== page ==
Brain Tumours:

This page is intended as a patient/relative information source only. It is not a substitute for professional medical advice.

What Is A Brain Tumour?

A tumour is a medical term for something that has grown in a place or in a way that we would not normally expect. Not all tumours are cancerous; in fact there is a whole spectrum of different things that constitute tumours. Tumours are named according to the type of cells that they are made from.

Brain tumours can be broadly divided into different types. Primary brain tumours are ones that have started in the brain and are made of brain cells, secondary tumours are ones that have come from elsewhere in the body and are made up from other cells (such as breast cancer cells or testicular cancer cells).

Eventually, we hope to have dedicated pages for many different types of tumours. There is already a page being built for low grade gliomas.

What Causes Brain Tumours?

Different tumours will tend to occur in different groups of people. Some tumours are seen mainly in children and others are seen more commonly in adults. Some tumours are more common in either men or women and some are seen equally in both sexes. There are some tumours that seem to run in families and some genetic factors have now been identified in certain types of tumour. Smoking has been identified as an extra risk factor for many different types of tumour.

How Is A Brain Tumour Diagnosed?

People with brain tumours can have a wide range of signs and symptoms. Some of the patients that we see with brain tumours are incidental (i.e. they had a scan for something else and at the same time it was noticed that there was a tumour in the head) and don’t cause any symptoms.

Sometimes tumours can affect different parts of the brain and how it works and can cause anything from weakness to speech problems to seizures. Some people with tumours come to hospital with signs of increased pressure in the head, such as sickness, headaches, drowsiness, collapse or even coma.

Brain tumours are commonly diagnosed on a head scan (such as CT or MRI). If a CT scan shows a brain tumour, the neurosurgeons will often (but not always) need to organise an MRI scan to get a more detailed picture of what is going on in the head before planning treatment.

An example of a head CT scan showing a brain tumour (circled), in this case a rare tumour known as a central neurocytoma

How Are Brain Tumours Treated?

There are lots of different treatment options for brain tumours and the treatment recommended will vary on a case-by-case basis. How we manage brain tumours depends on what they are, where they are and if they are growing, as well as how well the patient is and what their wishes are. Some tumours found in the head are unlikely to ever cause problems or grow and can be observed with repeated scans. Other tumours will require treatment. Some of the common treatments are described below:

Biopsy:
Biopsy of a tumour means getting a sample of a tumour to look at under a microscope to see exactly what type of tumour something is, in order to plan the next steps of the treatment process. Having a brain biopsy requires an operation under general anaesthesia (being put to sleep) where a small hole is made in the skull to allow for a needle to be guided into the tumour and a sample removed and sent to the lab. Sometimes we use special equipment to guide the needle to exactly the right place and this can involve using a computer guidance system or having a guideframe put on to the head before the operation.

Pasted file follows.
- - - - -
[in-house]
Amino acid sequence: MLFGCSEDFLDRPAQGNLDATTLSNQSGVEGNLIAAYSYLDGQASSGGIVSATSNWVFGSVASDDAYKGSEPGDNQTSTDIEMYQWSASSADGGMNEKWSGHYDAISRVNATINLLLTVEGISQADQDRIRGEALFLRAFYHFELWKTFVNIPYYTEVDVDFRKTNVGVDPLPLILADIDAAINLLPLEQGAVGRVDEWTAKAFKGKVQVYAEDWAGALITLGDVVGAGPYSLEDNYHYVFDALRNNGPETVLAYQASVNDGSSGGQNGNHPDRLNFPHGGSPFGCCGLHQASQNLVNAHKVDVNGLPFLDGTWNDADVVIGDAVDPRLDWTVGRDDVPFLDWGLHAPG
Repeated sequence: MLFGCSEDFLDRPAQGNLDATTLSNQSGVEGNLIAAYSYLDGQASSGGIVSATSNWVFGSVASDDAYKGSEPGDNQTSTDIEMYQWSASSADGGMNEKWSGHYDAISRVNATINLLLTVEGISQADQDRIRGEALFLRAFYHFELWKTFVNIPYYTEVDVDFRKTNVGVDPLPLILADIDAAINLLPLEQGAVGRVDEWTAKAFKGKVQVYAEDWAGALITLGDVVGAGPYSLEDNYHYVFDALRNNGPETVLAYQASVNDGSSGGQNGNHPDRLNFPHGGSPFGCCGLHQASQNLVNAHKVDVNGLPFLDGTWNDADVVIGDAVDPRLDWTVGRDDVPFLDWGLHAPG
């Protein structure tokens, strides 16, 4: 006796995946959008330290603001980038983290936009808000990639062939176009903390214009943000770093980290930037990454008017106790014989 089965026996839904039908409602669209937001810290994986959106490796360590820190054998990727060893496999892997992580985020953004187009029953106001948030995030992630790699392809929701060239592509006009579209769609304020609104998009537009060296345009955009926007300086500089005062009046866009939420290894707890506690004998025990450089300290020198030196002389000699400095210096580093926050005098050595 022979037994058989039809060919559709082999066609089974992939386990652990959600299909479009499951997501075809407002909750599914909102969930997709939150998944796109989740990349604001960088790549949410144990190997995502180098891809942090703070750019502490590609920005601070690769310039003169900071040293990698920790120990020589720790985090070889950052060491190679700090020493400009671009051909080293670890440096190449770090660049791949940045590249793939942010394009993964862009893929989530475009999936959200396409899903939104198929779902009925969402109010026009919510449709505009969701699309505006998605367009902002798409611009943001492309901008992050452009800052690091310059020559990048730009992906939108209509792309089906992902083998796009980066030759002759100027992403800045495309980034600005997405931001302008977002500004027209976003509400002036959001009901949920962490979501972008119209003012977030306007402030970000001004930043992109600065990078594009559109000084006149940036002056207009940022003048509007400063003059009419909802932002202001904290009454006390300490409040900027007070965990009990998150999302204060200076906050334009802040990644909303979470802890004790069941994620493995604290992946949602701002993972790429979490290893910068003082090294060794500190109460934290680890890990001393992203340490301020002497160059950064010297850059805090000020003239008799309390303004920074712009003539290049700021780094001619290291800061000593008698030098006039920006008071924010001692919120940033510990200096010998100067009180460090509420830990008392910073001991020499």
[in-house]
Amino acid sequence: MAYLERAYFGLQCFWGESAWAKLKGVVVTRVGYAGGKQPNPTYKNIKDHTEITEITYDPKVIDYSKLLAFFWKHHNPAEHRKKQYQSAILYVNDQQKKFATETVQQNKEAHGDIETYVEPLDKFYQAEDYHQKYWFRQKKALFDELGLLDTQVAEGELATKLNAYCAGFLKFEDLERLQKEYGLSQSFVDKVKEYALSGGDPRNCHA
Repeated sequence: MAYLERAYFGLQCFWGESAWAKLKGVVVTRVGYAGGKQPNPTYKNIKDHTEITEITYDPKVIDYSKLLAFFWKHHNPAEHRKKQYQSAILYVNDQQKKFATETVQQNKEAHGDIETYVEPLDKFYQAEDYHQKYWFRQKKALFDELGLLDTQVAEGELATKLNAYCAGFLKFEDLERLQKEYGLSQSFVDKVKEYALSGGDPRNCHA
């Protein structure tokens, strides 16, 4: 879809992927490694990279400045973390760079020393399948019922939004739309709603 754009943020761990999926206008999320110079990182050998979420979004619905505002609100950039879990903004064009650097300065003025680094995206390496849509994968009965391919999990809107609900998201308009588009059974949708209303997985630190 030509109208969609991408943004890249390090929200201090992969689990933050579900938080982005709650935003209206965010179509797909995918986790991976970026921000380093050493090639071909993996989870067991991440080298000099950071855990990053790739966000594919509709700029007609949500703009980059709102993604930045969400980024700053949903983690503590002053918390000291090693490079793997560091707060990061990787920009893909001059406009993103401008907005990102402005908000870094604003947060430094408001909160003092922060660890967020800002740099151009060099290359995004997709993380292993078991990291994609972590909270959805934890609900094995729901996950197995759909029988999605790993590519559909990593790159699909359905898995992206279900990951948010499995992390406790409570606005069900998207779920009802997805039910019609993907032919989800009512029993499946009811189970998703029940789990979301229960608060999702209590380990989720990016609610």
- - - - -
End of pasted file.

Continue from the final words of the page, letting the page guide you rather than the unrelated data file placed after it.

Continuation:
Craniotomy:
A craniotomy is an operation to open the head by making a trap door in the skull through which we can gain access to the brain to operate on it. Sometimes we are able to remove a whole tumour (total excision) this way and sometimes it isn’t possible to take all of a tumour away and we take as much as is safe (debulking). Sometimes a craniotomy operation is performed where the patient is awake for part of the procedure (known as awake craniotomy), this is usually performed where tumours are found close to or are involving parts of the brain that are important in speech, language or movement functions.

Radiotherapy:
Radiotherapy involves the use of targeted radiation to attack tumour cells. There are different types and courses of radiotherapy depending on the type, size and site of the tumour being targeted. Sometimes the whole brain is irradiated and sometimes a machine called gamma knife is used to target a specific small area.

Chemotherapy:
Chemotherapy means giving drugs that are designed to attack tumour cells, rather than normal ones. Some types of chemotherapy are available in tablet form and some need to be injected through a drip. Chemotherapy is not suitable for all types of brain tumour. If a tumour is suitable for chemotherapy, the oncologists will be able to go through this treatment in more detail.

What Is The Outlook?

The outlook for people with brain tumours depends very much on what type of tumour people have and how aggressive it is, as well as what treatments are suitable. The team looking after you will be able to tell you more about what to expect on an individual basis.

In order to improve the support system for those with brain tumours, we have specialist oncology nurses who work closely with the medial staff and patients to help in every way that we can. For further information click here.

Brain Tumour Research and Support External Website):
Brain Tumour Research and Support is a Yorkshire-based brain tumour charity, providing funds for brain tumour research and patient support. The link below leads to their website, which offers lots of information and support for patients and families of people with brain tumours.

Link to Brain Tumour Research and Support website

 

Page Author: Mr Ian Anderson, March 2011


Website created and edited by Ian Anderson